Every 40 seconds, another human life is taken by suicide, according to World Health Organization data.
Today it seems as though the threat of suicide is affecting individuals in society younger and younger. Cases have even been documented in children as young as five years old.
Suicide is the third leading cause of death in young people between the ages of 10 and 24, resulting in about 4,600 lives lost in the U.S. each year According to the American College Health Association (ACHA) the suicide rate among young adults, ages 15-24, has tripled since the 1950s.
As a result, recently there has been more of a shift and call to action for society to focus on mental health issues, such as depression and anxiety, especially in the younger generation. Mental illness, social media, and bullying and some factors that have been linked to the trend of suicide increase in this age group.
Suicide rates for teens increased between 2010 and 2015 after they had declined for nearly two decades, according to data from the federal Centers for Disease Control and Prevention. Furthermore, research presented at the May 2017 Pediatric Academic Societies Meeting in San Francisco shows that the number of children and adolescents admitted to children's hospitals for thoughts of suicide or self-harm more than doubled during the last decade.
“Teens are much more likely now than they were just five years ago, or seven years ago, to say that they are anxious and depressed and thinking about suicide," Jean Twenge, a psychologist at San Diego State University, told CBS Evening News.
One theory behind this alarming trend is the correlation between social media and the increase in young suicides. Social media is something that we’ve seen take over the internet over the past servers years. People can hide behind their screens and keyboards and cyber bully or harass others, sometimes to the point to where they feel the only solution is to take their own life.
“The prevalence of social media may also play a part," Gregory Plemmons, an associate professor of clinical pediatrics at the Vanderbilt University School of Medicine and the new study’s first author, told NBC News. “We know that anxiety and depression are increasing in young adults as well as adults. I think some people have theorized it’s social media maybe playing a role, that kids don’t feel as connected as they used to be.”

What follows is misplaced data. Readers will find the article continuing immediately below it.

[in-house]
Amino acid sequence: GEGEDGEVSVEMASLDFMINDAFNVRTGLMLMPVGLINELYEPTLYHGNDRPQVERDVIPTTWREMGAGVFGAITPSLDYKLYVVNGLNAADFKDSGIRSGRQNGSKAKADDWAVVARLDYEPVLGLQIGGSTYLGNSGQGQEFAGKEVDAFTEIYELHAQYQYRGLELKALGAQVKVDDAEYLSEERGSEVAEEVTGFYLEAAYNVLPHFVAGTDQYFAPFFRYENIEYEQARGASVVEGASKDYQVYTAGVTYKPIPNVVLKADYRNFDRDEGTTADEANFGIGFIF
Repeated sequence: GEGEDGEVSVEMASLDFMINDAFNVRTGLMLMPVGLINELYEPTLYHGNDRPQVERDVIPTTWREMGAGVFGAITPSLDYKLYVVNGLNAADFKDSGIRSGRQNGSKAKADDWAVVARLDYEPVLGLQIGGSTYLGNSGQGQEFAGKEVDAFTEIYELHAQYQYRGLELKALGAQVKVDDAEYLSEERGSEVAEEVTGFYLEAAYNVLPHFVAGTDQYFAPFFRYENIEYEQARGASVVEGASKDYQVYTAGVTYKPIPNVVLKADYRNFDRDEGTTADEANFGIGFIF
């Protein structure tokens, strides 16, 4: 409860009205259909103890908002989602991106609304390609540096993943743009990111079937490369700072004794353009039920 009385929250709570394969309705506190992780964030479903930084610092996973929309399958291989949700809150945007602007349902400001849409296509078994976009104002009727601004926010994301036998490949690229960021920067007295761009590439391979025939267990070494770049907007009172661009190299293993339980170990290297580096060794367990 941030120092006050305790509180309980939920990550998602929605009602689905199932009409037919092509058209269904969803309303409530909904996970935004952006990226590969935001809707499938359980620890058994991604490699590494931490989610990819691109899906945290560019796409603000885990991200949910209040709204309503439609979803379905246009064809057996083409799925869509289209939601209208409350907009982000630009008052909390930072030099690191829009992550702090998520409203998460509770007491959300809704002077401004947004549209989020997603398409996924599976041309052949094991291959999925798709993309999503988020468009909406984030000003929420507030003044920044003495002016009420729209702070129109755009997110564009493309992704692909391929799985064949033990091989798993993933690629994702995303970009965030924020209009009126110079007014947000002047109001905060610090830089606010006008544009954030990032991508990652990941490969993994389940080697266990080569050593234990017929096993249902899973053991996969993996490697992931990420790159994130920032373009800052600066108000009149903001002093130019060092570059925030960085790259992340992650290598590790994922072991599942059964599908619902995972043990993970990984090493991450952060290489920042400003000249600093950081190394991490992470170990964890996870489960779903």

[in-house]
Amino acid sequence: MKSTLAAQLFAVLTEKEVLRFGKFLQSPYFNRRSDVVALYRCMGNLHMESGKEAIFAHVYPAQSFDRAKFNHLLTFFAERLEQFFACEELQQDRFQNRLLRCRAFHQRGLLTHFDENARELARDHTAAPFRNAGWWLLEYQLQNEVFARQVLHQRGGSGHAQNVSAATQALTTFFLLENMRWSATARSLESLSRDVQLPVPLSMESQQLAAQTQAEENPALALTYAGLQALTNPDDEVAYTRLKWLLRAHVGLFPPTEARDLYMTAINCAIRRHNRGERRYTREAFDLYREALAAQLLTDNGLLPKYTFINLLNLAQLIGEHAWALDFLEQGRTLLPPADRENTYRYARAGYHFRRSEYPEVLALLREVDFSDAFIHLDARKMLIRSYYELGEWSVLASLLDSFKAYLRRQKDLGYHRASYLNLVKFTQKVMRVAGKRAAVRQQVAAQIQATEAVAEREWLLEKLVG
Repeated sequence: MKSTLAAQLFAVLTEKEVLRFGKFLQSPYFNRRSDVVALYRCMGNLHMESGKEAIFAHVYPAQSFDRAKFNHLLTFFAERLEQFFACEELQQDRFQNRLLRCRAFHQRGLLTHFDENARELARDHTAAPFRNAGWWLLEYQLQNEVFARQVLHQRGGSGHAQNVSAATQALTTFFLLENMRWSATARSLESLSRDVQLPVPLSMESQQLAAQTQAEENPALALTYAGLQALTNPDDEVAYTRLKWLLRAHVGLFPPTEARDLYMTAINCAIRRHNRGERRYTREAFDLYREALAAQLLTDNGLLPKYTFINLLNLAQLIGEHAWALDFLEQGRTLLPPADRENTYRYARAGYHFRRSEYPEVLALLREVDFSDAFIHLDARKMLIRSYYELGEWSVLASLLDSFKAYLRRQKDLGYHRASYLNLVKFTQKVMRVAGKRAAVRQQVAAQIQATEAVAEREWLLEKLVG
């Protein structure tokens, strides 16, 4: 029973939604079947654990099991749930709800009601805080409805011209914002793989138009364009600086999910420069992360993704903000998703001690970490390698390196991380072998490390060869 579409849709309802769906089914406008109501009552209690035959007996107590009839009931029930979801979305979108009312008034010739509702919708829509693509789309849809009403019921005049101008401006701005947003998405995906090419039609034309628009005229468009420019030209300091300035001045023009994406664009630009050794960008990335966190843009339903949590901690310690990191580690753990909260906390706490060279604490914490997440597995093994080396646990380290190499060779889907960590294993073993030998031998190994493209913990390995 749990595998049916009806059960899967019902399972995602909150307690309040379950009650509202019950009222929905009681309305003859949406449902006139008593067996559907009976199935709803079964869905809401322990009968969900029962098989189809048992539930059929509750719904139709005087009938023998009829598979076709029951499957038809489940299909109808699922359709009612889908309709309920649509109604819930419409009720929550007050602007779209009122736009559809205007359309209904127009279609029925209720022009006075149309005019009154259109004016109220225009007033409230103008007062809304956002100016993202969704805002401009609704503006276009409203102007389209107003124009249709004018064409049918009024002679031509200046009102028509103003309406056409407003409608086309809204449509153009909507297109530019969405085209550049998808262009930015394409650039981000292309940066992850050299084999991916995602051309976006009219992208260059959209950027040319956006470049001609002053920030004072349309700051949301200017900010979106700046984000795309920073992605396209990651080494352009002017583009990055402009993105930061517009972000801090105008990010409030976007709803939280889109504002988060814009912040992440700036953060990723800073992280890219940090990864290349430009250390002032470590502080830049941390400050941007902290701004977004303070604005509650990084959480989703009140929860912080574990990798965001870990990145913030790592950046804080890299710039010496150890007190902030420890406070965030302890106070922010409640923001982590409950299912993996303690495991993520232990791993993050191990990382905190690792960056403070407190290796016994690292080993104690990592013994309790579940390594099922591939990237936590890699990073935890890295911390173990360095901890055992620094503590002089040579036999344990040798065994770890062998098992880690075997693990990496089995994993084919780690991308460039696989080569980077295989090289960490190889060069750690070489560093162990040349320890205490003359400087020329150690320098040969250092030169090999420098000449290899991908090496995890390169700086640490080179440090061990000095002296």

Twenge, indicates a correlation between the popularity of smartphones and the increased rates of suicide and depression among young people.
"Teens who use electronic devices more hours a day are more likely to be a risk for suicide. The so-called smartphone generation is less likely to have face-to-face interaction with friends, which she says is crucial to mental health and building social skills,” he said.
Social media also creates a new avenue for bullying and harassment that did not exist in the past. Cyberbullying gives people the opportunity to hide behind a screen and not have to face the direct consequences of things they say or do online. Cyberbullying has been a prevalent factor in the increase in teen and pre-teen suicides. This is something that previous generations have not had to deal with since smartphones are a relatively new introduction to society.
A 9-year-old Colorado boy, Jamel Myles was a fourth grader who committed suicide this summer after being bullied at school after announcing over the summer that he was gay and expressing his desire to share the news with his classmates, his mother said. There have been several incidents like that story, and it seems like the ages of those committing suicide are getting younger and younger. Those who area part of the LGBTQ unity statistically have higher chances of committing suicide.
Additionally, suicide is currently the second most common cause of death among college students. Many college students struggle with depression, anxiety, self-harm, suicidal thoughts, and mental illness overall.
The American College Health Association reported that 46% of college students report feeling so depressed that it was difficult to function at least once during the year, and 10% of college students seriously considered attempting suicide in the past year.
There has also been a 56% increase in the number of college students reporting depression symptoms in the past six years. Twenty-three percent of students who committed suicide were treated at student counseling centers.
Senior forensic science student Nikia Mitchell said, “A couple of years back I struggled with suicidal thoughts and depression because I was at a very low point in my life. Now, I’m healthier and on a much better path but I feel like it’s hard for students, especially in the black community to be open about mental health issues their facing. Often times it’s brushed aside and overlooked rather than taken serious.”
National suicide awareness and prevention month is in September, and this year many Savannah State University students took the hashtag to share their personal stories and struggles. Several people said that they were unaware that so many students and members of our community were affected by suicide and mental illness.
If you or someone you know are struggling or in crisis, you are not alone. Call 1-800-273-TALK for help or more information.